This problem also happens to be the reason why the mythic view needs to be taken seriously. If you weed out all the Confirmation bias from classical Christian studies, history, and archaeology, and Bible scholarship then all one is left with is very little in the way of anything which could support the claim that Jesus of Nazareth, a man from a town which is known not to have existed, is anything remotely close to an accurate portrayal of past events.

Historians, after settling upon the best representation of history, then go about trying to poke holes in that theory. It's called peer review. I find it highly suspect that after several thousand years of diligent research, most of it focused on the existence of Jesus Christ, we still aren't any closer to finding out if he was a real person or not.

It seems to me this is rather telling. Being so focused on this man, yet having nothing to say he existed, seems to suggest the mythicist view might be correct. Correct in the view that Jesus existed, not as a real man, but as a literary or mythical figure.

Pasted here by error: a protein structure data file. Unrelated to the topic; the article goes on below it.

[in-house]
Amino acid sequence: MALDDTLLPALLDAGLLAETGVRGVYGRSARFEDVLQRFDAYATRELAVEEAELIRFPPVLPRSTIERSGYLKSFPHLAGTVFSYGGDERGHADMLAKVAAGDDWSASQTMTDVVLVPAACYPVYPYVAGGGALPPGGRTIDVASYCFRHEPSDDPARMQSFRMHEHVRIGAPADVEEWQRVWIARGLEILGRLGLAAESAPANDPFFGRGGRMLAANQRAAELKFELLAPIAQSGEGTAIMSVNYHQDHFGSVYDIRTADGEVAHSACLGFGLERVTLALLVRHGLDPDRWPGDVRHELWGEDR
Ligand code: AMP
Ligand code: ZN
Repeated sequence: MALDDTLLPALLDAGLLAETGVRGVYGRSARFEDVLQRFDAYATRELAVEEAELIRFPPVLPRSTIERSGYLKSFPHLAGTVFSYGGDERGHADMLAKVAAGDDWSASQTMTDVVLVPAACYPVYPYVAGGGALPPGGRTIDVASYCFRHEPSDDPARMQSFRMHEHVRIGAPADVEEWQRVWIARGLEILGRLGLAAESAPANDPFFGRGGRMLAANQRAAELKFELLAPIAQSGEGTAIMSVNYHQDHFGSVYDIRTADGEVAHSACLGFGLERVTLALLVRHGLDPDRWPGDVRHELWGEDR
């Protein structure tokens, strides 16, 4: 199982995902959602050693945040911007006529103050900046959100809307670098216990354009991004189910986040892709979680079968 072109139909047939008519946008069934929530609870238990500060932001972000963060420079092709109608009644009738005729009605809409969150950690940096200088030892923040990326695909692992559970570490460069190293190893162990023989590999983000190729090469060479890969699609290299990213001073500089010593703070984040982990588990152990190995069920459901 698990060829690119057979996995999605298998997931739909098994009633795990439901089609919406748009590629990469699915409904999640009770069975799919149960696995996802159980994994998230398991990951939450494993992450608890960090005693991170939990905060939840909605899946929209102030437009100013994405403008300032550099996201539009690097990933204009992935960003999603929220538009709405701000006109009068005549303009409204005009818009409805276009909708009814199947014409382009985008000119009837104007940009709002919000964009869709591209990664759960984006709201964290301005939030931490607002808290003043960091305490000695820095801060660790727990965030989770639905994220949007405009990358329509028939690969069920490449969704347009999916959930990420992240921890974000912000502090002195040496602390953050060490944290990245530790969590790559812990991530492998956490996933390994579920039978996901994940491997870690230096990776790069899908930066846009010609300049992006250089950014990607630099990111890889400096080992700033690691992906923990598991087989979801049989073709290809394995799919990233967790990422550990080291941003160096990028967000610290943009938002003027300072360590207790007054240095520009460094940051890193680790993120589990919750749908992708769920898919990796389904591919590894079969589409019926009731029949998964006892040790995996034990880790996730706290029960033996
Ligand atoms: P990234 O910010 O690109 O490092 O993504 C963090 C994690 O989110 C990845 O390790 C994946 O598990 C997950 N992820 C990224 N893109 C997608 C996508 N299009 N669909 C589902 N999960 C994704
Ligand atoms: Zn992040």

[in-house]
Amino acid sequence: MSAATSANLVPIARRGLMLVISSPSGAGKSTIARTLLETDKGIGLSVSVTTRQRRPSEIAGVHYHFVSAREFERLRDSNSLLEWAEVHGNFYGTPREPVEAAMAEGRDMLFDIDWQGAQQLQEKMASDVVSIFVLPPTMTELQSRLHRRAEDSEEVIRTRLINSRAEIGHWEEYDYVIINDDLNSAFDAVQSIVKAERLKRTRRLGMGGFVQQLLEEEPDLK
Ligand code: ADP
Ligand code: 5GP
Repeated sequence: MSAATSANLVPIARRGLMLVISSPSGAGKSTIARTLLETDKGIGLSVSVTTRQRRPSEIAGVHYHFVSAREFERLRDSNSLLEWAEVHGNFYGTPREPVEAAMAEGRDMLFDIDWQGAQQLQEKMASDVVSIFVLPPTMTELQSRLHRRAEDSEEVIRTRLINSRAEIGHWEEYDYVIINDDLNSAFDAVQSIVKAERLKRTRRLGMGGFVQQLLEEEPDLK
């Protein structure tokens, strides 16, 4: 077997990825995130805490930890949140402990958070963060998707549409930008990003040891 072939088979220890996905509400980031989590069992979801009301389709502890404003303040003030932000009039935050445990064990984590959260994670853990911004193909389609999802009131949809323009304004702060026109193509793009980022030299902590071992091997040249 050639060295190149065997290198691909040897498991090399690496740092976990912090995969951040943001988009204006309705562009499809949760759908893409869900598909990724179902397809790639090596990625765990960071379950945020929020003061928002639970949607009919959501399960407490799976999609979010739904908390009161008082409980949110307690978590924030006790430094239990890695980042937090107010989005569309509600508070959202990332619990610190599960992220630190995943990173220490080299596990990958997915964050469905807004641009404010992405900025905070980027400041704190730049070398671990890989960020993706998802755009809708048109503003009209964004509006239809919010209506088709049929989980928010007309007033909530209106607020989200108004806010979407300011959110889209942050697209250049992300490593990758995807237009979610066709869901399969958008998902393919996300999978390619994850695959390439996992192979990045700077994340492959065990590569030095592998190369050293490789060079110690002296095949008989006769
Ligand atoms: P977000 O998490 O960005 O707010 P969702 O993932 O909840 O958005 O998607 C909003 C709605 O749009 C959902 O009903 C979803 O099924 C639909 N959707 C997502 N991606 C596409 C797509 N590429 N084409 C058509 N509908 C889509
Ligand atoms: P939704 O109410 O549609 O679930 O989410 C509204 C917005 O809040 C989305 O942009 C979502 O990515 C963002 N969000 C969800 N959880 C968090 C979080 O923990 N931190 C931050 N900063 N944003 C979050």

If there was a real man, then the best we can say, as honest historians, is that we know nothing of him.

What about the Gospels, one might ask? You mean those collections of stories which have been mistaken for history? Sure, they're evidence that there was a man named Jesus Christ that many people told stories about. That's all they're evidence for. And that's why so many Christians had pinned their hopes on Christian and Biblical studies. They were wishing, praying, for anything that would support their religious beliefs.

That definitive evidence is still lacking.

What this suggests to me is that the quest for uncovering the historical Jesus is mainly a waste of time. We've collected as much data as we are likely to get on this one person. No other person in history has garnered so much interest, or had so much attention paid to them, and still have left us completely in the dark as to their existence. It seems that the search for anything substantial will continue to go on endlessly, because if the thousands of years of searching up to this point are any indicator, there is likely nothing substantial to find. Therefore, the question is forced to remain open by a firmly built wedge fully dependent on Confirmation bias.

Hector Avalos has observed that we have truly come to an end of Biblical studies for similar reasons. I do not think he is wrong.